MANKATO — Rich Boelke, governor of the Albert Lea Moose lodge, sums up one of the challenges facing the new electronic gambling games being introduced in the state.
"The pulltab pullers we have, they're old fashioned players. They like pulling the paper pulltabs back. We have to train them."
Boelke and about 50 other representatives from charities around the area gathered at the Mankato Eagles club Wednesday evening to learn more about e-gaming.
Allen Lund, executive director of Allied Charities of Minnesota, said many customers and charities think the e-gaming revenues are taking money away from charitable work or from state coffers. That's because some of the state taxes on gaming will go to a new Vikings stadium. But Lund said the first $36.9 million in state revenue from all gaming — paper and electronics — first goes to the state general fund, with any excess going to the stadium.
"We did not give up mission dollars for this."
He told the group that the new electronic pulltabs and bingo games are simply an opportunity to boost total sales to benefit the charities.
That potential is of interest to Boelke, who said that recent casino openings in Iowa has slashed his and other southern Minnesota clubs' revenue.
"It's cut our profits by 50 percent. It's too bad because the money is going to Iowa casinos instead of to our kids." His lodge donates much of its charitable money to local school sports teams.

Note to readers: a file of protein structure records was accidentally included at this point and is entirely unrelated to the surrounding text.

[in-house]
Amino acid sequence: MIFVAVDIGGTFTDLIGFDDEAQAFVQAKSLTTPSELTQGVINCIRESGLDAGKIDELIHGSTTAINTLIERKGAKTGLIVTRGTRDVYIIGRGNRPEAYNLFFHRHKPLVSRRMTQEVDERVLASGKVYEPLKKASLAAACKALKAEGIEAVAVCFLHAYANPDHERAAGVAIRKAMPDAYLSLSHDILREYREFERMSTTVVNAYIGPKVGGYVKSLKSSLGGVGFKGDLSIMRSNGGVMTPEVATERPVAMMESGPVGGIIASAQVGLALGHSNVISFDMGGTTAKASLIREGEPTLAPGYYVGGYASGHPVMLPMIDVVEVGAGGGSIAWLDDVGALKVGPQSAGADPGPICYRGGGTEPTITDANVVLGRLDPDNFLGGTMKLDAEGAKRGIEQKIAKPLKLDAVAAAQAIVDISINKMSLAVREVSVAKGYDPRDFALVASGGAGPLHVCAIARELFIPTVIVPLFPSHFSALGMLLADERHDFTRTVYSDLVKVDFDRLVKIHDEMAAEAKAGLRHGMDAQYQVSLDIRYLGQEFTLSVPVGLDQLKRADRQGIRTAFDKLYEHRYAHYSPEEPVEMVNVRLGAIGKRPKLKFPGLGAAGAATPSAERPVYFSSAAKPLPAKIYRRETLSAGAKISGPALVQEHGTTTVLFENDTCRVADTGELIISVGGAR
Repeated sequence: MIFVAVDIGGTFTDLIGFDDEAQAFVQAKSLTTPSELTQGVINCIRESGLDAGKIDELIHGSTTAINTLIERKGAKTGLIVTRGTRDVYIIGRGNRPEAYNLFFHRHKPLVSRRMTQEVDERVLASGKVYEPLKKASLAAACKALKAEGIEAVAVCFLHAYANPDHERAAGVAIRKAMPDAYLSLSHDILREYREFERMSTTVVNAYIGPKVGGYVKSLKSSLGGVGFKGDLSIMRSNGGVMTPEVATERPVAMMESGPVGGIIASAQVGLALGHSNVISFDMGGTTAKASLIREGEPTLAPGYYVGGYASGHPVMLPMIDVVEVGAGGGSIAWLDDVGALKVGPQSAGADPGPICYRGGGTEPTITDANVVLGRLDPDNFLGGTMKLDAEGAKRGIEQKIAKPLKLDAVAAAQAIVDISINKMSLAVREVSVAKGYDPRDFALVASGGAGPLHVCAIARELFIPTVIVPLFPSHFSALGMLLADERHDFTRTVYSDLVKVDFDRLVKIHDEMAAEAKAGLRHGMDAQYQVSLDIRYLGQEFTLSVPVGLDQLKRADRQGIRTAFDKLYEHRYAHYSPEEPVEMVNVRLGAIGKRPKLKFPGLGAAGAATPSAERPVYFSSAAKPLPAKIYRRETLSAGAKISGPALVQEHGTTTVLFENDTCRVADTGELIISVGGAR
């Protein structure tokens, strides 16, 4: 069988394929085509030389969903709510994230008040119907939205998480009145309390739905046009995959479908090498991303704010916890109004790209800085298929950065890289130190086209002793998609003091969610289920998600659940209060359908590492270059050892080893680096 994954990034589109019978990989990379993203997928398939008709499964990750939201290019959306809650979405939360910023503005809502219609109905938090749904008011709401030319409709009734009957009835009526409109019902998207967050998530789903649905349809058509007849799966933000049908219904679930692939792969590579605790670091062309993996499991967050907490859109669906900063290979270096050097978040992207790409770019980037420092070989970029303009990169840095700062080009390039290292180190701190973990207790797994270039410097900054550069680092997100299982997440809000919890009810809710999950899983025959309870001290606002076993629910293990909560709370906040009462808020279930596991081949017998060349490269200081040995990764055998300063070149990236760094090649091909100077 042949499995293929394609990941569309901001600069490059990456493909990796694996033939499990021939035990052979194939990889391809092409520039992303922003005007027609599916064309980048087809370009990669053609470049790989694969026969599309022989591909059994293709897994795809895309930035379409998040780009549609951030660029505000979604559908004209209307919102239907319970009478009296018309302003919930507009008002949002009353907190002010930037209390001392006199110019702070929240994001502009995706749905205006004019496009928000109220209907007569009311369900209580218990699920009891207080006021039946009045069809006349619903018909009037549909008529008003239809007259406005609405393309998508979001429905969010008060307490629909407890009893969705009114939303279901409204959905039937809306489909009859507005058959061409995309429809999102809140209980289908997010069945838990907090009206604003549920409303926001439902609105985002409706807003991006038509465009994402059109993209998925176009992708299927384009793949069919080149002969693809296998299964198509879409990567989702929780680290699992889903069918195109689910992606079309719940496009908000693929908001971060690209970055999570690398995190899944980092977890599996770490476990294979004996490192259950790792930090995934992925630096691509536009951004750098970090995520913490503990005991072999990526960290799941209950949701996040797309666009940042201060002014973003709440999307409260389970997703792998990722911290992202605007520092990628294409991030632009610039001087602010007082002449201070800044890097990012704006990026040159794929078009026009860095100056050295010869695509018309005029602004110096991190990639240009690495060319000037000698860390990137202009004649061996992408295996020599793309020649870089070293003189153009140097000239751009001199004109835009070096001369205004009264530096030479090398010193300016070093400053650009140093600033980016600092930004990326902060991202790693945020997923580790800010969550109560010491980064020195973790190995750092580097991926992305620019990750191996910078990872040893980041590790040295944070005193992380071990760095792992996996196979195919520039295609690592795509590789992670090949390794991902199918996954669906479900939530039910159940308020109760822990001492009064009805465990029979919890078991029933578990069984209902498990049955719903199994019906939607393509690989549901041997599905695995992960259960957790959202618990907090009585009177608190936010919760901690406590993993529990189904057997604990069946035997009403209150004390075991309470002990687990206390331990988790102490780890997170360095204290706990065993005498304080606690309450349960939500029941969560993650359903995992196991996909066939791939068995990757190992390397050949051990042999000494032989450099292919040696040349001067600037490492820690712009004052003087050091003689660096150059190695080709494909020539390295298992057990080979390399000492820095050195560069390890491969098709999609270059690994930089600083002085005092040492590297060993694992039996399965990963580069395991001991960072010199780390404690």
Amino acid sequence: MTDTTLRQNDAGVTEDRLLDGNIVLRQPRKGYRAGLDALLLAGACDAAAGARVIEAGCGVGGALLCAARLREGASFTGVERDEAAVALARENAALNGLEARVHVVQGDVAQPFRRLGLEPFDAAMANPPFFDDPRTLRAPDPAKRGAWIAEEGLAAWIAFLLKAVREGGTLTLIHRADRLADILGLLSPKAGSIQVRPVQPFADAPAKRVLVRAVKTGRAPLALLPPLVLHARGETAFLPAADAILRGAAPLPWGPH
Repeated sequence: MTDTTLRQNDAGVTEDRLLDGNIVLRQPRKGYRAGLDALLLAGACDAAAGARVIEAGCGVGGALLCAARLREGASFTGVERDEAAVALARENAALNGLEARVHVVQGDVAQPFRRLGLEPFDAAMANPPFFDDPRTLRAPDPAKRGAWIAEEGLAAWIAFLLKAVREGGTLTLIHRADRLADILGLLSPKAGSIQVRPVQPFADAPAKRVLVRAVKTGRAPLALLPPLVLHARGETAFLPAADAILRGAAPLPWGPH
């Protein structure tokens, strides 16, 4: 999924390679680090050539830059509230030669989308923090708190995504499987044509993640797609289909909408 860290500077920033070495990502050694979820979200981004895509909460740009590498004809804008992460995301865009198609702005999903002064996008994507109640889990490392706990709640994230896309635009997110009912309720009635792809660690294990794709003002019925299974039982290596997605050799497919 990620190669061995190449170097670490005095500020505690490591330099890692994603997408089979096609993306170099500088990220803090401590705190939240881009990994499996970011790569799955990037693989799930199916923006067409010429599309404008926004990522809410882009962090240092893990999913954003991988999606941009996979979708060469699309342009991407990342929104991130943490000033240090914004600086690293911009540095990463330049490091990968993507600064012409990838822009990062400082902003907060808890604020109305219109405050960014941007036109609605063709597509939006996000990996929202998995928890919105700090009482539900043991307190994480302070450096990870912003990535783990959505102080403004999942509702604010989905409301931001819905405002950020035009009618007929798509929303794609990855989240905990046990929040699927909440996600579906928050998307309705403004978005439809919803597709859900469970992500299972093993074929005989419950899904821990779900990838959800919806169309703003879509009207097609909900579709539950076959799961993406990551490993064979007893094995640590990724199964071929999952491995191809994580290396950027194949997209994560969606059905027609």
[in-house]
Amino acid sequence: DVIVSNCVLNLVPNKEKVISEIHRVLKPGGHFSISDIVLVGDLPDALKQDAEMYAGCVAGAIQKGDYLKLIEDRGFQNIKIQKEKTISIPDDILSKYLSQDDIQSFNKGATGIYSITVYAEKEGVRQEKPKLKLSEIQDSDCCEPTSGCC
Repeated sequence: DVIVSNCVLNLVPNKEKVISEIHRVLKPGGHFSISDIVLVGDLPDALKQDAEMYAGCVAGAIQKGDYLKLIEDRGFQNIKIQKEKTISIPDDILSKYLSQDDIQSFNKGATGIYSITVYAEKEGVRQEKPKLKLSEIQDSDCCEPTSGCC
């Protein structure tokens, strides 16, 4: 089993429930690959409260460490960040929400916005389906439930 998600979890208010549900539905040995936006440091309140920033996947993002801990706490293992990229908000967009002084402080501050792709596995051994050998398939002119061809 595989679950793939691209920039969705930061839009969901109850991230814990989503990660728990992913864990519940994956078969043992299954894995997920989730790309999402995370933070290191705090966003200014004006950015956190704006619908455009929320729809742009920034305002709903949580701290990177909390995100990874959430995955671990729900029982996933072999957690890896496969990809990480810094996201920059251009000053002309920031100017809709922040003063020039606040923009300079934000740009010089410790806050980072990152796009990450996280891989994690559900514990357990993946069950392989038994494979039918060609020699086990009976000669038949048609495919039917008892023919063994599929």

Lund said that as interest builds in e-gaming he's confident it will restore and increase sales. "We need to get people excited about it. We need to work with the charities on marketing it to their customers."
Jon Weaver of Express Games, the first of three vendors to introduce electronic gambling devices in the state, said bars and clubs using the games have seen a spike in revenue.
He pointed to Mully's on Madison in Mankato, which offered the games early on. In the past three months Mully's had $194,000 in gambling sales, higher than its previous sales and considerably higher than the average for most bars and clubs.
The added revenues allows the charity sponsored by the bar — Prairie Ecology Bus Center — to get about $2,000 more each month.
"That doesn't sound like a whole lot, but it means a lot to them," Weaver said. "They told us they've been able to give raises to their naturalists, raises they haven't been able to give for a long time."
Sales at Mully's in May were the fourth highest of any charitable gambling site in the state.
Weaver said that not only do the e-gaming devices draw more revenue, but they boost traditional sales.
"Paper sales also increase dramatically at our electronic sites."
Proponents of e-gaming think that new bingo games being rolled out will draw considerably more interest in electronic gaming as they connect players all over the state and offer progressively higher payouts.
"We hope the bingo will really take off," Lund said.